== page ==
Like other FDA leaders who have been called before Congress, Maine testified that he was not immediately made aware of the complaint. He called it a “failure to scale up”.

“I wish I had been made aware of this particular whistleblower complaint, but just to reiterate, the complaint was acted upon,” Mayne said. However, she said, it was “less than ideal” how quickly the FDA inspection of the plant took place and how quickly the agency was able to act.

When the whistleblower complained, there was no process within the FDA to escalate it. The process has since changed so that if a complaint meets certain criteria involving a vulnerable population, hospitalization or death, leadership will be notified immediately. If a consumer complaint involves infant death or hospitalization, it is immediately escalated to the leadership.

To prevent future shortages, Maine testified, it won’t just be the FDA that needs to change. He added that the industry should do more to adopt advanced food safety measures to provide the “safest possible” infant formula.

The agency would also like better rules. There have already been two infant formula recalls in 2023, and in neither case the manufacturer was required to notify the FDA that it found contamination before the formula left the plant.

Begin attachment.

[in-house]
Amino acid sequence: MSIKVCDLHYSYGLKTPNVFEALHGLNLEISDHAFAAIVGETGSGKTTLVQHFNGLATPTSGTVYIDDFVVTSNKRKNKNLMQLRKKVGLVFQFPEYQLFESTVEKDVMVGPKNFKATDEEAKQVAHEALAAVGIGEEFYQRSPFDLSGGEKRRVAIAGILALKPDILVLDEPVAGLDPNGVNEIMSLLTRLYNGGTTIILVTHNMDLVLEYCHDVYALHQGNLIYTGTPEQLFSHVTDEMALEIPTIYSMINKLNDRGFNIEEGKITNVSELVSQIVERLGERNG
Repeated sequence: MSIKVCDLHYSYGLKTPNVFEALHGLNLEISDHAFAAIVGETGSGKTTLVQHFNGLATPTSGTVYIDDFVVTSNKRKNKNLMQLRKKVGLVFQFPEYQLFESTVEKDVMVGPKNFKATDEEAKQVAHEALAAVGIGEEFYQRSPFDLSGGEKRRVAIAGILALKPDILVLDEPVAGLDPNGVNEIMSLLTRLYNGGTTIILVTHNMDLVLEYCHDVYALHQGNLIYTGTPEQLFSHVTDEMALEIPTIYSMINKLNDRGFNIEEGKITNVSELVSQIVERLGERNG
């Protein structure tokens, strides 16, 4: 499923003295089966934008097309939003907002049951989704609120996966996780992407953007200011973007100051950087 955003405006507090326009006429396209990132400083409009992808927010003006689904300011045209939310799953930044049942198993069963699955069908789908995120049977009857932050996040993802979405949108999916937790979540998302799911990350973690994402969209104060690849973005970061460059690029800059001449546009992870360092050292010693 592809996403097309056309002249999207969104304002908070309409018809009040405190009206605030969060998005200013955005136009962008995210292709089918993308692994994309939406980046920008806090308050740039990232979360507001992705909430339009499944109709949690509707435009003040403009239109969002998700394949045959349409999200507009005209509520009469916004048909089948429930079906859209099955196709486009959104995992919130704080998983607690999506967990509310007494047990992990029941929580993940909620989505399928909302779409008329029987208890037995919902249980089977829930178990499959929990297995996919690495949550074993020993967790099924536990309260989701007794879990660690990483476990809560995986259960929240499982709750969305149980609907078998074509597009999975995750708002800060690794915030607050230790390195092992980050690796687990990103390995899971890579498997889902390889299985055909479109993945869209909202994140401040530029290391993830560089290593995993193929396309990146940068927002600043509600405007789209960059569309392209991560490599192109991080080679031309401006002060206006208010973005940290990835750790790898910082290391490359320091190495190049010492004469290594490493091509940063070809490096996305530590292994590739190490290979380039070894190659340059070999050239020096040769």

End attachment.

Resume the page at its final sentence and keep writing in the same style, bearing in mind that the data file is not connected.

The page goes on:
The FDA has asked formula makers to notify the agency about positive tests, but such reporting is only voluntary. If it were mandatory, the FDA could learn about problems in real time and take action.

“Our food safety specialists, our compliance specialists can work with manufacturers,” Mayne said. With this kind of collaboration, they can quickly identify which products to focus on to prevent shortages.

The FDA has taken recent steps to improve. In February, it announced that it was restructuring its food department to make it more accountable and that it was creating an Office of Vital Foods. Mayne said the FDA is also hiring specialized infant formula inspection staff.

That said, infant formula supplies are generally in good shape, but there are still some distribution issues.

The in-stock rate is near 90%, well above pre-recall levels. But some rural areas are having difficulty getting all the needed formula.

Mayne said formula makers are producing more than is being purchased week-to-week to increase supply. The Biden administration has also worked to bring formula from manufacturers abroad.

But another shortfall isn’t out of the question, especially if one of the country’s leading manufacturers is taken offline for any significant amount of time.

“We don’t want that again,” Mayne said.

Lawmakers Propose Significant Cut of Nearly 22% to FDA’s Budget for 2023. Mayne said consumers and industry would be “adversely affected” if the cuts were to go through.

“Broadly speaking, across the FDA, I can say it will be catastrophic,” she said, resulting in a loss of 32% of domestic inspections and 22% of foreign inspections. The cuts would also adversely affect its food programs, which get most of their funding from the budget, unlike drug-related divisions that receive money from user fees.

“We will be unable to do what I think American consumers expect us to do,” Mayne said.